3 Replies Latest reply on Jun 11, 2015 7:29 AM by user_1377889

    Fascinating 64-Bit OR Failure

    user_71310180

      I've run into a frustrating basic math problem in creator 3.0. I have a function that takes an array of 8-byte values in little-endian format and converts it to a uint64. Very straight forward, except the generated code doesn't actually work. I have tried this multiple ways (from the obvious solution to super long-hand). I verified that the array pointer is passed in, I can access the data in the array from within the function, but I cannot manipulate the data. I finally broke the whole problem down into as simple a solution as possible (hoping the compiler couldn't not understand what I intended). Here is the resulting code (and it doesn't work).

         
      uint64 TYPE_CONVERT_Uint8Array_to_Uint64( uint8* input ) {  // This assumes one sent the data in little-endian format  uint32 temp_LO = 0;  uint32 temp_HI = 0;  uint64 temp;    temp_HI |= (((uint32)input[7]) << 24);  temp_HI |= (((uint32)input[6]) << 16);  temp_HI |= (((uint32)input[5]) << 8);  temp_HI |= (((uint32)input[4]) << 0);  temp_LO |= (((uint32)input[3]) << 24);  temp_LO |= (((uint32)input[2]) << 16);  temp_LO |= (((uint32)input[1]) <<  8);     temp_LO |= (((uint32)input[0]) <<  0);    temp = (uint64)temp_HI;  temp = temp << 32;  temp |= temp_LO;    return( temp );  }
         

       

         

      After all this work, temp_HI and temp_LO have the correct values, but I cannot physically assign temp_HI to temp! How does an assignment like that not work? I always get back 0x00000000. So any point in continuing is moot.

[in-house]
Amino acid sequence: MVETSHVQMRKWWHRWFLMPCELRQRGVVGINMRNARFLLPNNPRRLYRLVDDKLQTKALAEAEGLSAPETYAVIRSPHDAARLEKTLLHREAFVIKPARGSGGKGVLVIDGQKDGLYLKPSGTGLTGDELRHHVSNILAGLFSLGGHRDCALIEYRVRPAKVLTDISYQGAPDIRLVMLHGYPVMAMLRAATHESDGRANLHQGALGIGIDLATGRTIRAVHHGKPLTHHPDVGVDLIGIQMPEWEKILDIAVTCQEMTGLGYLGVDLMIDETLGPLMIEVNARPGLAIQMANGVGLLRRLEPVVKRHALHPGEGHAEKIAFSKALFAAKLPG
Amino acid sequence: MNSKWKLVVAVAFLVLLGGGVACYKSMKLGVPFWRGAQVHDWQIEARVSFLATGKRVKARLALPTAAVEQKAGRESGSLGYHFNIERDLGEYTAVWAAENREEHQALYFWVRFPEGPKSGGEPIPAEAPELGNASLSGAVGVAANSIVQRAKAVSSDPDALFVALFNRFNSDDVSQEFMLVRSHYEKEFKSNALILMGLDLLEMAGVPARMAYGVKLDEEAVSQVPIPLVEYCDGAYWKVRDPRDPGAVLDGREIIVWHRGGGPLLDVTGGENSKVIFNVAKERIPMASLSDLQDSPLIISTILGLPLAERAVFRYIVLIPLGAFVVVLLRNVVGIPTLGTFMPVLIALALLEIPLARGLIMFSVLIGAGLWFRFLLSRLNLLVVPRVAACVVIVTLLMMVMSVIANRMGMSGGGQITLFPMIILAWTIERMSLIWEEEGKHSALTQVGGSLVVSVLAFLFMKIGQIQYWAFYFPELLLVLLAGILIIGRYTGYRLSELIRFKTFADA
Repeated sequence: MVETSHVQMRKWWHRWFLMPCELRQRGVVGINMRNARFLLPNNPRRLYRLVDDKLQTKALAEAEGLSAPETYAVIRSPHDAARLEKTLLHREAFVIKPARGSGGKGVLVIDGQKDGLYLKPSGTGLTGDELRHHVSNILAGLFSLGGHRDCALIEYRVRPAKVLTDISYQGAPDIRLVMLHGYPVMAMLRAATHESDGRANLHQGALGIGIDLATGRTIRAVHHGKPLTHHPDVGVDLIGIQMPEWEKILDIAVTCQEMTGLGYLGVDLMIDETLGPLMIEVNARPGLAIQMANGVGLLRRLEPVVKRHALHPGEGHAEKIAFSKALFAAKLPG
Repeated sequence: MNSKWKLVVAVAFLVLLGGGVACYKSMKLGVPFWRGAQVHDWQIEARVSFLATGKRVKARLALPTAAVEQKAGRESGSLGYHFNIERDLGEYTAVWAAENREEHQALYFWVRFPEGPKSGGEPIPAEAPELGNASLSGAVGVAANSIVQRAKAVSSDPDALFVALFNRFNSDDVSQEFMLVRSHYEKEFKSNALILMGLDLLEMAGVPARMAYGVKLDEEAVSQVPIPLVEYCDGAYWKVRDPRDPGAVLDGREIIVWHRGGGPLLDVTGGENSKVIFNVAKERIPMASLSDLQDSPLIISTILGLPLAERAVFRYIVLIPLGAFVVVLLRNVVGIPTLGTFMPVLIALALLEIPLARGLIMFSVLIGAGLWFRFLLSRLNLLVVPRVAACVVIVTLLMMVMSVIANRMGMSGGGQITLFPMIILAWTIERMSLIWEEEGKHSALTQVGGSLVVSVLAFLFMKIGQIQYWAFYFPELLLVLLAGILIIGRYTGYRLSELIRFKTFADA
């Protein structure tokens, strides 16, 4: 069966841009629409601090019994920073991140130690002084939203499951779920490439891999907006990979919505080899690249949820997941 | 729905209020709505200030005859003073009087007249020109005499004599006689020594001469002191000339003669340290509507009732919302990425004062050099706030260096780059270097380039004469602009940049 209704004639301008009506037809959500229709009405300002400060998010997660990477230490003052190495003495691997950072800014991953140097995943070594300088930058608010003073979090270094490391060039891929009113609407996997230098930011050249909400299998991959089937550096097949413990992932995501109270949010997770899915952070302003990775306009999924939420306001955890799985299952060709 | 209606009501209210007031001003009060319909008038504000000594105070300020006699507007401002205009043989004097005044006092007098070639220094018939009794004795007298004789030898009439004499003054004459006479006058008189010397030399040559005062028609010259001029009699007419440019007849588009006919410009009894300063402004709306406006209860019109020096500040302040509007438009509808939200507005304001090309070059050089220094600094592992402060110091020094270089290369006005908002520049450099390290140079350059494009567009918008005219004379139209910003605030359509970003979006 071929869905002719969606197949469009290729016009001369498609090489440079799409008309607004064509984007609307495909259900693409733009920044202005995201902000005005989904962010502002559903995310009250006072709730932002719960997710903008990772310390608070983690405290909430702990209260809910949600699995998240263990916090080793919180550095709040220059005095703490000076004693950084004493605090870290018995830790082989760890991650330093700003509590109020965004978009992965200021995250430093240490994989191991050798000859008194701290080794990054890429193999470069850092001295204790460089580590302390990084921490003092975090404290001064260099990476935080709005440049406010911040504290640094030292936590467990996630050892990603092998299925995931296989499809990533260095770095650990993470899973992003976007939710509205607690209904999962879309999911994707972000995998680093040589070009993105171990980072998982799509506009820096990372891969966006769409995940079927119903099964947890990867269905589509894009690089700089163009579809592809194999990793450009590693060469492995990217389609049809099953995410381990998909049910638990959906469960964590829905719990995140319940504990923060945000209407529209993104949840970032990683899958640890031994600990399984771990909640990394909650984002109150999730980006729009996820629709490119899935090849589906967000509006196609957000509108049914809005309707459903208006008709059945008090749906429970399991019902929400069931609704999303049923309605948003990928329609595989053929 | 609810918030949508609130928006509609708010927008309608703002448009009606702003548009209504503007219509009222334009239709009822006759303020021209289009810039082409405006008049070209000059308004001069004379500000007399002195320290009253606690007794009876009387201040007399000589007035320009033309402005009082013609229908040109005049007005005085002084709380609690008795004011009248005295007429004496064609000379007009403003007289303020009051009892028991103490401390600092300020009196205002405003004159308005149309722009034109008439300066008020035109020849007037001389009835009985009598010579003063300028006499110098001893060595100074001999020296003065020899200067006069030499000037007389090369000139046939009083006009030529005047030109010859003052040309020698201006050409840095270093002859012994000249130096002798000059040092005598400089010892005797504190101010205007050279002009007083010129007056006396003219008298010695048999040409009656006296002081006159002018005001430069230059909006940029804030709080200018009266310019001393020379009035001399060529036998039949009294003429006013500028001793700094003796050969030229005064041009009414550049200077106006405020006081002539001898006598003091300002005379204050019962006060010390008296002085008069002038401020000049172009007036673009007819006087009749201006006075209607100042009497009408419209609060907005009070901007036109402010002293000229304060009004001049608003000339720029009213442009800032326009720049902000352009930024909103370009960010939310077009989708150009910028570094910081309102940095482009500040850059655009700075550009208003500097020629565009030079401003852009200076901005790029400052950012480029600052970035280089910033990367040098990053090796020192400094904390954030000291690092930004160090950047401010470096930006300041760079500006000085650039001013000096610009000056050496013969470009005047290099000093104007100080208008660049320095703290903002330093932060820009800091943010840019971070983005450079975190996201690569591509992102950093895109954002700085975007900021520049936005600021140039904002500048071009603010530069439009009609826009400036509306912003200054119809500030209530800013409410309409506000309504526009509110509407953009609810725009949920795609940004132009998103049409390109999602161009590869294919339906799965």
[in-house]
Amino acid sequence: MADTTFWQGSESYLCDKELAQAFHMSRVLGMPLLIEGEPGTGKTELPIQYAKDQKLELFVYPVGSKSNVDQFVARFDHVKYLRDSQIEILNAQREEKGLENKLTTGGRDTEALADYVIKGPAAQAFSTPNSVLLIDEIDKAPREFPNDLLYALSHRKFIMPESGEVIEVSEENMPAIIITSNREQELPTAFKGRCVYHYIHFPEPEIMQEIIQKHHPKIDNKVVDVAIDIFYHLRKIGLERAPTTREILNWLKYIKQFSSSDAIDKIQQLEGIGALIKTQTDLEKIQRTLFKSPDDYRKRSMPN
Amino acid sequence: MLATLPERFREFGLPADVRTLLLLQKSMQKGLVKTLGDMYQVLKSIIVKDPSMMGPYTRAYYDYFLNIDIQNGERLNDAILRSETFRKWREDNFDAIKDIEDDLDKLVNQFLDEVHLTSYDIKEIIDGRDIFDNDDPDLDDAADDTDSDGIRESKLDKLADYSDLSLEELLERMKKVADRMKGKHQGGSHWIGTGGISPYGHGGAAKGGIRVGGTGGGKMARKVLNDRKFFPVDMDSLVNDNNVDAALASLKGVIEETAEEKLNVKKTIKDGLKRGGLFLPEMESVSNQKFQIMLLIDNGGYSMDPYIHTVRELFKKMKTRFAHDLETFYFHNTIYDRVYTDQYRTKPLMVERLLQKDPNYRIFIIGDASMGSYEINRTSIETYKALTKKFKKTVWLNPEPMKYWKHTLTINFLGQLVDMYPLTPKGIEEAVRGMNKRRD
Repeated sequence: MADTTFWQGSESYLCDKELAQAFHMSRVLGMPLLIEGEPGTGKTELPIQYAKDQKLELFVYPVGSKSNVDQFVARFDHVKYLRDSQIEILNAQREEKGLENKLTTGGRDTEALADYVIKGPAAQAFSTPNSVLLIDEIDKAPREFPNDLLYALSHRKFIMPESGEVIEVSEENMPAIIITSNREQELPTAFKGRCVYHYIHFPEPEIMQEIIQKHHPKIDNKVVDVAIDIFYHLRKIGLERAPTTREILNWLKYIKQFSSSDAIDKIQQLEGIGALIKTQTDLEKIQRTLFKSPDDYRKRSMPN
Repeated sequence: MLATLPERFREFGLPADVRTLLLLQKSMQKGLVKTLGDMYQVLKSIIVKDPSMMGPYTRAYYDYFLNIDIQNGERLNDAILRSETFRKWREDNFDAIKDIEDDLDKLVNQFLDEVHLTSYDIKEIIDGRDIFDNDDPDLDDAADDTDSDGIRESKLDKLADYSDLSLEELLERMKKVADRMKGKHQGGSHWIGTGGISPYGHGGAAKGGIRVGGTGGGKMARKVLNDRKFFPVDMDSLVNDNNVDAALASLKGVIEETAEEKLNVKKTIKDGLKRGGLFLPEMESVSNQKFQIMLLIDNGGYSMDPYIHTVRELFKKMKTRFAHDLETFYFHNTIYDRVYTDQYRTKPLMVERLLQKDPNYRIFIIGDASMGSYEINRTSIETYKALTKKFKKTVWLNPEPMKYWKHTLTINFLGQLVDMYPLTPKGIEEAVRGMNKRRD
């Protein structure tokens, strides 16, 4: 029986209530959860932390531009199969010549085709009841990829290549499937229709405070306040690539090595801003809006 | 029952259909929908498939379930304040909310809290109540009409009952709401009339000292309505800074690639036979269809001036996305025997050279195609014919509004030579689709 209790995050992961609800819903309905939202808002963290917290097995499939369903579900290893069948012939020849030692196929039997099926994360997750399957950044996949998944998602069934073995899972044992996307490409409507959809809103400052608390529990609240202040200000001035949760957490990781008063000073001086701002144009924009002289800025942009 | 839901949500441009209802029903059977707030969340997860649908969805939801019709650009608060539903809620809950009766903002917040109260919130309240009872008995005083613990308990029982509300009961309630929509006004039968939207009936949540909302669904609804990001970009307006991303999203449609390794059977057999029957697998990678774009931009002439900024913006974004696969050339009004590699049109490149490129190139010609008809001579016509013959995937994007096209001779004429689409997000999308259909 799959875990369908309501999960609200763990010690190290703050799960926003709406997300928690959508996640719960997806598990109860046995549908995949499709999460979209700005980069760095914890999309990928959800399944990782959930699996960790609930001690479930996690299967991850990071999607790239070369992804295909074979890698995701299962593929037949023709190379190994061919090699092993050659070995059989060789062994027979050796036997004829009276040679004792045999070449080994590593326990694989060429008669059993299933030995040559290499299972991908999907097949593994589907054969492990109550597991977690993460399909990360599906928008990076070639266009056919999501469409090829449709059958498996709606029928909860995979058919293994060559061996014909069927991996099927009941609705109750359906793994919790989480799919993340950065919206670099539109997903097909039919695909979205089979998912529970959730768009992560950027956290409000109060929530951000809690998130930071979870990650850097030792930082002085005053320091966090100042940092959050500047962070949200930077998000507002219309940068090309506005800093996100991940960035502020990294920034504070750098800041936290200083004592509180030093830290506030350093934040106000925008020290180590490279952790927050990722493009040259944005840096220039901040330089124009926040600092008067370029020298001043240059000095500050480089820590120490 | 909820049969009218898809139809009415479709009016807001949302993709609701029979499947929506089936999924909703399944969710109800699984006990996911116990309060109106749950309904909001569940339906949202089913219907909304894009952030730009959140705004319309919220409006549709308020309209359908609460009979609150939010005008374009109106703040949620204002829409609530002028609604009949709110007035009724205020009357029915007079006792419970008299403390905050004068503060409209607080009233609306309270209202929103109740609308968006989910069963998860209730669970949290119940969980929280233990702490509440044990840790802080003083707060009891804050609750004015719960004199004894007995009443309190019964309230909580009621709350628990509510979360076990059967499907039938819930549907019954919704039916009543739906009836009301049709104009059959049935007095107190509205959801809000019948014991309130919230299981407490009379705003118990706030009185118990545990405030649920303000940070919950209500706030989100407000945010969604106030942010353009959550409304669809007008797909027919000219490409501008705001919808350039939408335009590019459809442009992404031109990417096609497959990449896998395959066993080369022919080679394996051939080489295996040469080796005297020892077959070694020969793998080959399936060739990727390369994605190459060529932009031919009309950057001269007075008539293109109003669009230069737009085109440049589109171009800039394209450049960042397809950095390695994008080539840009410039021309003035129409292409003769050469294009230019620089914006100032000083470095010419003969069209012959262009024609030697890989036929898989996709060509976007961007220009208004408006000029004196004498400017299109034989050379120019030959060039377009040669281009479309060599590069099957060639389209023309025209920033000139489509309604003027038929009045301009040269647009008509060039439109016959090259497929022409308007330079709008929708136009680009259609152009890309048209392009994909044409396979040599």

Anyone have any suggestions?

        • 1. Re: Fascinating 64-Bit OR Failure
          user_71310180

           Here's an update. I dumbed it down a bit further so that I could shift the value in the 64-bit variable by 8 bits at a time (see code). Interestingly when I shift the last 8-bits (to get a full 32-bit shift), the value in the variable zeros.

             

           

             
          uint64 TYPE_CONVERT_Uint8Array_to_Uint64( uint8* input ) {  // This assumes one sent the data in little-endian format  uint32 temp_LO = 0;  uint32 temp_HI = 0;  uint64 temp = 0xFFFFFFFFFFFFFFFF;  //uint64 temp;    temp_HI |= (((uint32)input[7]) << 24);  temp_HI |= (((uint32)input[6]) << 16);  temp_HI |= (((uint32)input[5]) << 8);  temp_HI |= (((uint32)input[4]) << 0);  temp_LO |= (((uint32)input[3]) << 24);  temp_LO |= (((uint32)input[2]) << 16);  temp_LO |= (((uint32)input[1]) <<  8);     temp_LO |= (((uint32)input[0]) <<  0);    temp = (uint64)temp_HI;  temp = temp << 8;  temp = temp << 8;  temp = temp << 8;  temp = temp << 8; // last 8-bit shift fails...temp gets 0x0000000000000000  temp |= temp_LO;    return( temp );  }
          • 2. Re: Fascinating 64-Bit OR Failure
            user_274749305

             i'm not near a development  pc right now. I'm pretty sure you are fighting a cast/conversion idiosyncrasy with C.

               

             

               

            You need some more uint64 casts imho.

               

             

               

            I'll  gen up a solution tomorrow, plus there is a union/cast solution i use instead. I'll demo it also.

               

             

               

            Ed

            • 3. Re: Fascinating 64-Bit OR Failure
              user_1377889

              Before continuing any further tests: Be aware that there is a known debugger bug in displaying 64-bit variables. I suggest you to inspect the memory locations to see the values stored.

                 

               

                 

              Bob